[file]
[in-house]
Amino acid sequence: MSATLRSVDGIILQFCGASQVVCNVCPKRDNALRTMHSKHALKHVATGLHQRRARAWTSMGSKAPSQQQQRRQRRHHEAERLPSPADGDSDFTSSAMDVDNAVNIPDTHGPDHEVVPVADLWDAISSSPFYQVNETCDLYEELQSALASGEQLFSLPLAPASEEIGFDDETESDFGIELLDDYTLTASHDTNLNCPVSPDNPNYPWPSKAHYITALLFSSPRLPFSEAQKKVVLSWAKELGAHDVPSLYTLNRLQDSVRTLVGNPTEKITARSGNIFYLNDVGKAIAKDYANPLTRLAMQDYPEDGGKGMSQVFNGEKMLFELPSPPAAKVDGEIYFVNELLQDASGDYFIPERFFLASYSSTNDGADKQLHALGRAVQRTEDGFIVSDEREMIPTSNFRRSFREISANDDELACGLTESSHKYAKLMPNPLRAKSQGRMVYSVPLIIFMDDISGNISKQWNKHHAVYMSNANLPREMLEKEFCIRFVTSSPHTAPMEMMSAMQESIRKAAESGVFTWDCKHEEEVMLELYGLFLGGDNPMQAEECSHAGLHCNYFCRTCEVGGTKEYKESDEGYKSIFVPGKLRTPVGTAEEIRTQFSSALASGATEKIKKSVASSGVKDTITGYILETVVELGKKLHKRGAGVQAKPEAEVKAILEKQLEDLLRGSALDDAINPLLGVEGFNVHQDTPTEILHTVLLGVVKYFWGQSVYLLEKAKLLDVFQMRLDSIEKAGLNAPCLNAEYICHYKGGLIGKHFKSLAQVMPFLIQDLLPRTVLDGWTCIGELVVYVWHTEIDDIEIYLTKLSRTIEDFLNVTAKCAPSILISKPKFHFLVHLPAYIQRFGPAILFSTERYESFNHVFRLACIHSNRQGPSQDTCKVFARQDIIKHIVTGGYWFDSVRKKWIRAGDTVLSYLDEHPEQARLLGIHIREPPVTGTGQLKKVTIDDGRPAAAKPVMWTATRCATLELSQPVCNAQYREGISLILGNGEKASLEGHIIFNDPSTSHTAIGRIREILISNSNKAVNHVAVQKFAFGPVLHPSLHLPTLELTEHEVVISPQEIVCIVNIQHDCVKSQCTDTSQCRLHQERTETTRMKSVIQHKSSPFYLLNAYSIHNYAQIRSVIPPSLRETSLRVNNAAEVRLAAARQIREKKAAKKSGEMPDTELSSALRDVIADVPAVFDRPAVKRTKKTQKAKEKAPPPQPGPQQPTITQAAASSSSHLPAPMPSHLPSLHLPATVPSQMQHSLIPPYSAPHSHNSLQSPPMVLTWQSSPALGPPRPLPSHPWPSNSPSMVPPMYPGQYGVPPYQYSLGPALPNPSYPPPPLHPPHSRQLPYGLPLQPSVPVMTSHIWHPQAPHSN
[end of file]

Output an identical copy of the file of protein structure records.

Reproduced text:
[in-house]
Amino acid sequence: MSATLRSVDGIILQFCGASQVVCNVCPKRDNALRTMHSKHALKHVATGLHQRRARAWTSMGSKAPSQQQQRRQRRHHEAERLPSPADGDSDFTSSAMDVDNAVNIPDTHGPDHEVVPVADLWDAISSSPFYQVNETCDLYEELQSALASGEQLFSLPLAPASEEIGFDDETESDFGIELLDDYTLTASHDTNLNCPVSPDNPNYPWPSKAHYITALLFSSPRLPFSEAQKKVVLSWAKELGAHDVPSLYTLNRLQDSVRTLVGNPTEKITARSGNIFYLNDVGKAIAKDYANPLTRLAMQDYPEDGGKGMSQVFNGEKMLFELPSPPAAKVDGEIYFVNELLQDASGDYFIPERFFLASYSSTNDGADKQLHALGRAVQRTEDGFIVSDEREMIPTSNFRRSFREISANDDELACGLTESSHKYAKLMPNPLRAKSQGRMVYSVPLIIFMDDISGNISKQWNKHHAVYMSNANLPREMLEKEFCIRFVTSSPHTAPMEMMSAMQESIRKAAESGVFTWDCKHEEEVMLELYGLFLGGDNPMQAEECSHAGLHCNYFCRTCEVGGTKEYKESDEGYKSIFVPGKLRTPVGTAEEIRTQFSSALASGATEKIKKSVASSGVKDTITGYILETVVELGKKLHKRGAGVQAKPEAEVKAILEKQLEDLLRGSALDDAINPLLGVEGFNVHQDTPTEILHTVLLGVVKYFWGQSVYLLEKAKLLDVFQMRLDSIEKAGLNAPCLNAEYICHYKGGLIGKHFKSLAQVMPFLIQDLLPRTVLDGWTCIGELVVYVWHTEIDDIEIYLTKLSRTIEDFLNVTAKCAPSILISKPKFHFLVHLPAYIQRFGPAILFSTERYESFNHVFRLACIHSNRQGPSQDTCKVFARQDIIKHIVTGGYWFDSVRKKWIRAGDTVLSYLDEHPEQARLLGIHIREPPVTGTGQLKKVTIDDGRPAAAKPVMWTATRCATLELSQPVCNAQYREGISLILGNGEKASLEGHIIFNDPSTSHTAIGRIREILISNSNKAVNHVAVQKFAFGPVLHPSLHLPTLELTEHEVVISPQEIVCIVNIQHDCVKSQCTDTSQCRLHQERTETTRMKSVIQHKSSPFYLLNAYSIHNYAQIRSVIPPSLRETSLRVNNAAEVRLAAARQIREKKAAKKSGEMPDTELSSALRDVIADVPAVFDRPAVKRTKKTQKAKEKAPPPQPGPQQPTITQAAASSSSHLPAPMPSHLPSLHLPATVPSQMQHSLIPPYSAPHSHNSLQSPPMVLTWQSSPALGPPRPLPSHPWPSNSPSMVPPMYPGQYGVPPYQYSLGPALPNPSYPPPPLHPPHSRQLPYGLPLQPSVPVMTSHIWHPQAPHSN